Cervical Disc Herniation

One type of weight-bearing joint in the human spine is the intervertebral disc. They are located between the vertebrae and consist of soft cartilage surrounded by a fibrous sheath called the annulus. In the center of all discs is a semi-gelatinous cartilage, oblong in shape, called the nucleus. The nucleus functions similarly to a ball bearing, acting as an axis for movement in all directions.

 

What Is It?

Although many patients are familiar with the concept of degenerative disc disease, meaning the loss of fluid and height of a disc as an age-related change, discs can also undergo a derangement of their internal architecture in the form of migration of the nucleus out of its normal position, usually backwards. If the nucleus migrates only to the point of mild pressure against the back of the disc annulus, the clinical result can manifest itself as neck pain only. This is because the discs have pain nerve endings that allow us to feel them and experience pain, just as one can experience pain from any other joint in the body. If, however, the nucleus extends far enough backwards to come into contact with one of the cervical nerve roots (that continue into the upper extremities), the additional symptom of nerve pain into the upper extremity occurs. The medical term for this is “radiculopathy”, and it can be associated with impairment of nerve function, such as numbness, tingling, and loss of strength. Disc herniations are further classified by location in the spinal canal (central, left or right). Herniations are further described by size, and whether the annulus remains intact (a disc protrusion), ruptured (extruded), or can consist of a free fragment of cartilage no longer in continuity with the disc space from which it arose (sequestrated). In the cervical spine, unlike the lumbar spine, within the canal is the spinal cord itself In the lumbar spine, the spinal cord typically ends at about the level of the first lumbar vertebra, meaning that most lumbar herniations affect the lumbar nerve roots emanating from it. With a cervical central disc herniation of sufficient size, therefore, pressure against the spinal cord can occur, as opposed to individual exiting nerve roots. This, in turn, can result in any combination of pain, numbness/tingling, and weakness affecting all four extremities, as well as symptoms of unsteadiness of gait and loss of dexterity in the hands, termed “myelopathy”.

Treatment Options

The natural history (what happens even if untreated) of an acute cervical disc herniation is generally favorable in the majority will spontaneously shrink in size through healing. This process of healing, however, usually takes 2-3 months. A disc protrusion (intact annulus) is amenable to physical therapy, including neck traction and extension exercises (arching the neck) to apply a force that can in essence “push it back in”. If such exercises are effective, the disc protrusion is termed “reducible”, and the patient experiences relief of arm pain with extension movement While waiting to see if a herniation will heal, the patient has to avoid or minimize aggravating activities that typically include bending, twisting and lifting, limit sitting, and sit/lie with good cervical support and posture. Prescription medications may be necessary, and the symptoms can be lessened by spinal injections of a mixture of steroid and local anesthetic generally called “epidural steroid injections”, although injections will not make the herniation smaller.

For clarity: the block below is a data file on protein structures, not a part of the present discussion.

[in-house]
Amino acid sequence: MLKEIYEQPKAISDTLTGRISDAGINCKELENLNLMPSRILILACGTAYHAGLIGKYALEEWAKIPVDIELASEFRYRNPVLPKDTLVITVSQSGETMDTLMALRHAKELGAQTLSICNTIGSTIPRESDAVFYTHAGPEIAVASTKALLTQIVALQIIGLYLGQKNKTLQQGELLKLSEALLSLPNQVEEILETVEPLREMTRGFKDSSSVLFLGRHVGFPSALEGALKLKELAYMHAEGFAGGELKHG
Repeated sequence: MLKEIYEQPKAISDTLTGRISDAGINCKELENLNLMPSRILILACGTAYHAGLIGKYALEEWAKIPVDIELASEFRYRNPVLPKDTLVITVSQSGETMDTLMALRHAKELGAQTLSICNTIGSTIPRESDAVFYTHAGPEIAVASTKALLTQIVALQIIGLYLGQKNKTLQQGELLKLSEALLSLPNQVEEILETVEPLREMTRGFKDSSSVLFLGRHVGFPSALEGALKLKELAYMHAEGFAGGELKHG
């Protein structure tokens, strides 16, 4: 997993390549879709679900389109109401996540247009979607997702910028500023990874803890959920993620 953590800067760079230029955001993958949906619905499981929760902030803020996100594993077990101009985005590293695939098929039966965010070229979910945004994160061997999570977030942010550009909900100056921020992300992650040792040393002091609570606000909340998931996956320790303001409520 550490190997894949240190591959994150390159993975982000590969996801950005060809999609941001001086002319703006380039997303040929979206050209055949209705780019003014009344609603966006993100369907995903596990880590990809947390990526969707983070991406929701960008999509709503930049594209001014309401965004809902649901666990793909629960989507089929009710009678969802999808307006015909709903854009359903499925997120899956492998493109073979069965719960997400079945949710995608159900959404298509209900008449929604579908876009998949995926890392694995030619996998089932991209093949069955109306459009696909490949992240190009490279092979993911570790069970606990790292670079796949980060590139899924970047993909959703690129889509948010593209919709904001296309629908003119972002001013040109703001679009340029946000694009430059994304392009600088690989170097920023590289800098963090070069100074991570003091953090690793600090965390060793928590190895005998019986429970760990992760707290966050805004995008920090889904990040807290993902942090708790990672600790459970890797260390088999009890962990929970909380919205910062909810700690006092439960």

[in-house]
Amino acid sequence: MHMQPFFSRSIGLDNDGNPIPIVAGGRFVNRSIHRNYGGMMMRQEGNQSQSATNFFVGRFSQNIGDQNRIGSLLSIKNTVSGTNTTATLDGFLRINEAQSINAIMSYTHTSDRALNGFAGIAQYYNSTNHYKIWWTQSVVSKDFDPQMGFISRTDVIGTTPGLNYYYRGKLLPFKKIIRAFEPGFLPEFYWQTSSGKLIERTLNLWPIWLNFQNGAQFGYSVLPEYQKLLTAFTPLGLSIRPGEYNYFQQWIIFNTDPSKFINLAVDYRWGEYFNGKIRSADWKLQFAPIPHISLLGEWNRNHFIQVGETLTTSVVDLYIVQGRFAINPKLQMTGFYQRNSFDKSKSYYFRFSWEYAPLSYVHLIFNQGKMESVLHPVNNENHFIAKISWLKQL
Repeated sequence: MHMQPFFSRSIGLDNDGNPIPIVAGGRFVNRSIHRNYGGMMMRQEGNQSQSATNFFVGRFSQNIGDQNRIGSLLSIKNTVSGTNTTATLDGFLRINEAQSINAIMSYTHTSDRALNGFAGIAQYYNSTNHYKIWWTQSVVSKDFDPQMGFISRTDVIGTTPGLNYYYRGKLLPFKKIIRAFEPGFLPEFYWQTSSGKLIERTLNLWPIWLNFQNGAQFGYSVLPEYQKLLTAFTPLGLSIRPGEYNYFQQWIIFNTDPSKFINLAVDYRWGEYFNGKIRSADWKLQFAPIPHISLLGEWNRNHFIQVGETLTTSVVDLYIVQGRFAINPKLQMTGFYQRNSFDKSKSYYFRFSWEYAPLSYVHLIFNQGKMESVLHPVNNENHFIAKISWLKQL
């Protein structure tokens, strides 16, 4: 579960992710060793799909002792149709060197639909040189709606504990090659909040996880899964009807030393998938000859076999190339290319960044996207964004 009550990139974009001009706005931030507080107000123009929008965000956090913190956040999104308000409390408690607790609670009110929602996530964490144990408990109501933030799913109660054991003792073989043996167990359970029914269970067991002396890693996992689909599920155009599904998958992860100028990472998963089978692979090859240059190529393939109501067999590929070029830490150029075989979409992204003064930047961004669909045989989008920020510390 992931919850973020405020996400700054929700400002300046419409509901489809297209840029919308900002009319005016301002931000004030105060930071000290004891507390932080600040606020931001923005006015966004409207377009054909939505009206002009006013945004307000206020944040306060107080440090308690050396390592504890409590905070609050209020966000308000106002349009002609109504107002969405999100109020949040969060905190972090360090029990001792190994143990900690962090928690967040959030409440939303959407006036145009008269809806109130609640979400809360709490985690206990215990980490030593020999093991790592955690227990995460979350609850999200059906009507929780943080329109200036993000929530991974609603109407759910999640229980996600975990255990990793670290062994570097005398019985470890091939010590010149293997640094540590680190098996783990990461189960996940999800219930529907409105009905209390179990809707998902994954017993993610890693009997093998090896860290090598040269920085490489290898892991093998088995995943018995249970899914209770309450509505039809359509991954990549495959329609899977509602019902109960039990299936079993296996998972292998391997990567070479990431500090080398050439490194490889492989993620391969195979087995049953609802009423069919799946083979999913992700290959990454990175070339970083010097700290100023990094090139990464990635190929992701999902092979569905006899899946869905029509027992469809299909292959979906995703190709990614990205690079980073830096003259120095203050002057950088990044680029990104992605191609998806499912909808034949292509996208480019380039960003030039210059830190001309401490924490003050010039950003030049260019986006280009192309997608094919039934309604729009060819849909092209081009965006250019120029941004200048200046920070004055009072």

If arm pain persists to a significant degree, despite appropriate time and treatment, then the patient can choose to undergo surgery. The exception would be the patient with intolerable pain or with neurologic deficits, especially weakness, which might prove irreversible. Patients with spinal cord compression who have significant neurologic symptoms, especially when progressive in nature, are very likely to require surgery. In such instances, surgery may be indicated more urgently.The standard of care, then, is to remove the disc from the front of the neck. Once removed in its entirety, the absence of a disc between the vertebrae necessitates its replacement with a structural bone graft, or alternatively, an artificial disc. We do not yet have sufficient long-term data to prove the superiority of artificial discs over fusion, and for this reason, few insurance companies will authorize them. The default choice, as a result, is fusion, termed “anterior cervical discectomy and fusion” or “ACDF”. Most surgeons accompany an ACDF with anterior plating to increase fusion rates and minimize the risk of graft fracture, dislodgement, subsidence and loss of normal cervical alignment. Most surgeons also use cadaver bone, called an allograft, over the patient’s own bone, termed autograft, given that fusion rates are essentially the same, and to avoid donor site problems. A one-level ACDF can be done in a couple hours as an outpatient procedure or as an overnight stay. Postoperatively, a neck collar is used to limit motion and facilitate fusion until the graft is healed. One level ACDF’s usually heal in 6 weeks, and two or more levels in about eight. Restrictions include limited neck motion, no lifting more than 10 lbs., and avoidance of car travel for 4 weeks. The success rate for relief of arm pain is 90% or greater.